On Wednesday, as part of President Barack Obama’s plan to “systematically degrade, dismantle and defeat” the Islamic State of Iraq and Syria (ISIS), the U.S. Treasury Department said that it would step up pressure on the extremist group’s illicit oil sales.
In a blog post that day, David Cohen, the department’s undersecretary for terrorism and financial intelligence, said that the “Treasury is committed to ensuring that [ISIS] is unable to access the international financial system.”
The value of the ISIS oil trade has been widely estimated at $1 to $3 million per day, though experts have warned that the figure could be a high estimate. It comes from crude gathered in oil fields across ISIS-held territory in Raqqa and Deir Ezzor provinces; then it’s trucked into Turkey and Iraqi Kurdistan, or sold to vendors in regime-held areas.
We asked Richard Mallinson, head of international affairs and energy policy at Energy Aspects, to weigh in on the ISIS oil economy, how far it can reach, and how sustainably it might last.
Syria Deeply: How accurate is the widely reported $1 million-per-day number?
Richard Mallinson: It’s difficult to get reliable information about domestic markets within the Middle East even before they become black markets. But the headline numbers widely quoted in the press – on how much money ISIS might be generating through the oil black market – are too high. The most common figure quoted is $1 million a day, based on original analysis that was done by the Iraq Oil Report. That was very speculative – and at the time, they were very clear on that – but now it’s entered the media’s narrative. And there are a few reasons why that number is questionable.
One reason is that we don’t know what type of volume is moving, because the original Oil Report analysis referenced a source saying there were up to 100 trucks full of oil loaded from ISIS territory and sold per day. There are questions about how reliable that source is. That figure was also given early on, just after ISIS had taken control of fields in Iraq and before there had been much international attention to this issue of oil smuggling.
Even if that was the case – even if the number of trucks was as high – it will have fallen quite a bit by now. I don’t think ISIS has the capability to maintain production on these oil fields at anywhere near that capacity. And the neighboring countries these trucks were moving towards –Turkey and Iraqi Kurdistan – will have tightened up their border checkpoints. A smaller number of oil cargos are still being sold, but I’m skeptical about both the scale of the trade and the amount of revenue that’s coming into ISIS’s coffers.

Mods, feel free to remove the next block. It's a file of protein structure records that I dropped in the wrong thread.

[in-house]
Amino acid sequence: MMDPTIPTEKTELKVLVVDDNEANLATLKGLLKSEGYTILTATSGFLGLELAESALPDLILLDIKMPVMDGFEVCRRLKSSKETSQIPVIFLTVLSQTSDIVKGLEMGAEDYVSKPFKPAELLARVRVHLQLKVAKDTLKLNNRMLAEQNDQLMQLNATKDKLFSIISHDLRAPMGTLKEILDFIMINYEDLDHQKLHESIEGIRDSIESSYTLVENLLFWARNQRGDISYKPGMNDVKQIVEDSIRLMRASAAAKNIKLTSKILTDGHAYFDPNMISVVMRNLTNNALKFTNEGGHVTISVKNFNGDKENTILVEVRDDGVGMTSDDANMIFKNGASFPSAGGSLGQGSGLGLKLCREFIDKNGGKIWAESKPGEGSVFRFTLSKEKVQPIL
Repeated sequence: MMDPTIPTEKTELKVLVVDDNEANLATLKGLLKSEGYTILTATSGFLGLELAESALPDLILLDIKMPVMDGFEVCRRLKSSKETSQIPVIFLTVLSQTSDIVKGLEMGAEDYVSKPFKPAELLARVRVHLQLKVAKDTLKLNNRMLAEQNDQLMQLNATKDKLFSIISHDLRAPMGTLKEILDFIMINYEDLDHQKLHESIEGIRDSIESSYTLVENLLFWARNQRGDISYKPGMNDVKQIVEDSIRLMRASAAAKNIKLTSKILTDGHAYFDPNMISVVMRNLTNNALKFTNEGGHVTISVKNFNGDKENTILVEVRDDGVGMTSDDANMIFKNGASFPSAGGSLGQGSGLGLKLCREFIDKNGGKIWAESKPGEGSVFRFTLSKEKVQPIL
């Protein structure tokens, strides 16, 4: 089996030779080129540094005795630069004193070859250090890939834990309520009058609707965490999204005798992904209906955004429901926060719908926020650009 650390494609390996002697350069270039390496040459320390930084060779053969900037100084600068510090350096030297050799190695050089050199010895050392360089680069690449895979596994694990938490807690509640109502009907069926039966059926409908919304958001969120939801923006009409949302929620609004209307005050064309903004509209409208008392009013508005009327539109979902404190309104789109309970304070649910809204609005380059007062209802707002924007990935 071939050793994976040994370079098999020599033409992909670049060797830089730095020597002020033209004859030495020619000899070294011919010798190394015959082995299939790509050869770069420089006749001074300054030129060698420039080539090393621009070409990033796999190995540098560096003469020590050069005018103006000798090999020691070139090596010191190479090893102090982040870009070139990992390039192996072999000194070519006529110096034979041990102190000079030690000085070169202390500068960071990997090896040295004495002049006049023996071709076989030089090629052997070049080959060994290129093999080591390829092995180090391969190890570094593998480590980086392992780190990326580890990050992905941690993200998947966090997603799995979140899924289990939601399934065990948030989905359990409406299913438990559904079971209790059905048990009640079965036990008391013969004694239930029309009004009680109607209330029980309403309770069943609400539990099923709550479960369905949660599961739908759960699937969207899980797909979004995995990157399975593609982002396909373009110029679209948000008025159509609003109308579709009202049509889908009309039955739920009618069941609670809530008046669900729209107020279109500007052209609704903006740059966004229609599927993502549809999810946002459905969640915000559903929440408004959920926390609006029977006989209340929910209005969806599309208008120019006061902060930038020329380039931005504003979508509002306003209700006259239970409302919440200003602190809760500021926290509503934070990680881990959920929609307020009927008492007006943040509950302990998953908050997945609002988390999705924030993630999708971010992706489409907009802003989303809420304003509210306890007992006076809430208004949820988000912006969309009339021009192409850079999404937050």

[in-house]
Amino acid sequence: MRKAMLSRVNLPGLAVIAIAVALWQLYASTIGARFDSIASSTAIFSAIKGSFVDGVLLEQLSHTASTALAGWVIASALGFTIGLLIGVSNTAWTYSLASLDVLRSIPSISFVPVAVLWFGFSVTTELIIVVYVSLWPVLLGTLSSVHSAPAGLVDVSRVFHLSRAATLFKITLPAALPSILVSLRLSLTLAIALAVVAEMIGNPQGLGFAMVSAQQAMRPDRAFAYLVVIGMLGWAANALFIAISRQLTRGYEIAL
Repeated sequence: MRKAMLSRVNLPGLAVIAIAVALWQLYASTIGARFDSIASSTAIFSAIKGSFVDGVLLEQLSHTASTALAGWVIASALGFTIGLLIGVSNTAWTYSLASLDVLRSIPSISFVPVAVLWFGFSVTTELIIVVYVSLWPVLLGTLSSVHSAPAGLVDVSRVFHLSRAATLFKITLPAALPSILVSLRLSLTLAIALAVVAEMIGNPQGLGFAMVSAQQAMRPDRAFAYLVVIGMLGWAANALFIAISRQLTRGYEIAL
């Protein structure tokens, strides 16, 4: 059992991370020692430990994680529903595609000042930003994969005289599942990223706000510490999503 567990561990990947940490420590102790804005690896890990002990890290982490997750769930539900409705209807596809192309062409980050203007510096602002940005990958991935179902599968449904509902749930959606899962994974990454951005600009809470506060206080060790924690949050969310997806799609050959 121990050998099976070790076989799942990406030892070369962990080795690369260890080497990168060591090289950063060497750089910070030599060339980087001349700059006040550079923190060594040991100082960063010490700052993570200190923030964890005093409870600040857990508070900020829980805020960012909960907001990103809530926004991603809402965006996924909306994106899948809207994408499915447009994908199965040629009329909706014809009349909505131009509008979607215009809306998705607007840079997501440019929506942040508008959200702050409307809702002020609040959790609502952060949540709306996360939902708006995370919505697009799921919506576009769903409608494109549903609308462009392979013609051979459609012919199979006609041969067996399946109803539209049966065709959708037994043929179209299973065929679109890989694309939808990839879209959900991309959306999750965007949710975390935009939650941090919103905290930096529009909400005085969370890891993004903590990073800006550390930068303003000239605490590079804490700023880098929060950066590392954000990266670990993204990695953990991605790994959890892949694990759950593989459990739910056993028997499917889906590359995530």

Syria Deeply: Where exactly is the oil going? How much cheaper is this oil?
Mallinson: There have been persistent reports inside Syria that there are sales from rebel-controlled areas and fields to regime-controlled territory. But it’s unclear whether those sales are actually to organized arms of the regime or to local civilian markets in areas under Syrian army control.
These oil cargos are crude and need to be processed to some degree to be usable as fuel. They’ll be going to small private refineries, and there are a number in Iraqi Kurdistan and Turkey. As a result of their small capacity, they’re less closely observed and it would be easier for them to quietly process discounted smuggled oil from ISIS, then sell it.
There are reports of even more basic refining processes, of work being done to convert the crude oil and products being used as fuel – even the militants themselves could be selling the crude, to buyers who then process it into fuel. The normal supplies of fuel have been disrupted by the war, particularly in northern Iraq, where a flood of both IDPs and Syrian refugees have added pressure to the fuel distribution system. There’s now a need for fuel supplies that are difficult to source and bring in. So this provides a market opportunity for less scrupulous groups.
Genel Energy, one of the main operations in Iraqi Kurdistan, was trucking a lot of the crude it was producing in Kurdistan to local markets in 2013, and was getting an average of $65 to $75 per barrel, which were legit crude sales. There was no legal uncertainty or political risk there for buyers. For current black market crude sales – in the same area, the same market with the same economic pressures – I would guess sales of $50 to $60 per barrel.
Assumptions and calculations done in July are unlikely to still hold true today. I imagine that the Kurdish Regional Government has made firm statements about closing the border to smuggling, not tolerating it. It will have reduced the amount of oil smuggling, but I don’t know if that’s put off buyers at the local level. I imagine most buyers, if a truck pulls up at their doorstep, can figure out from both the sellers and the price of the oil that it might have come from ISIS.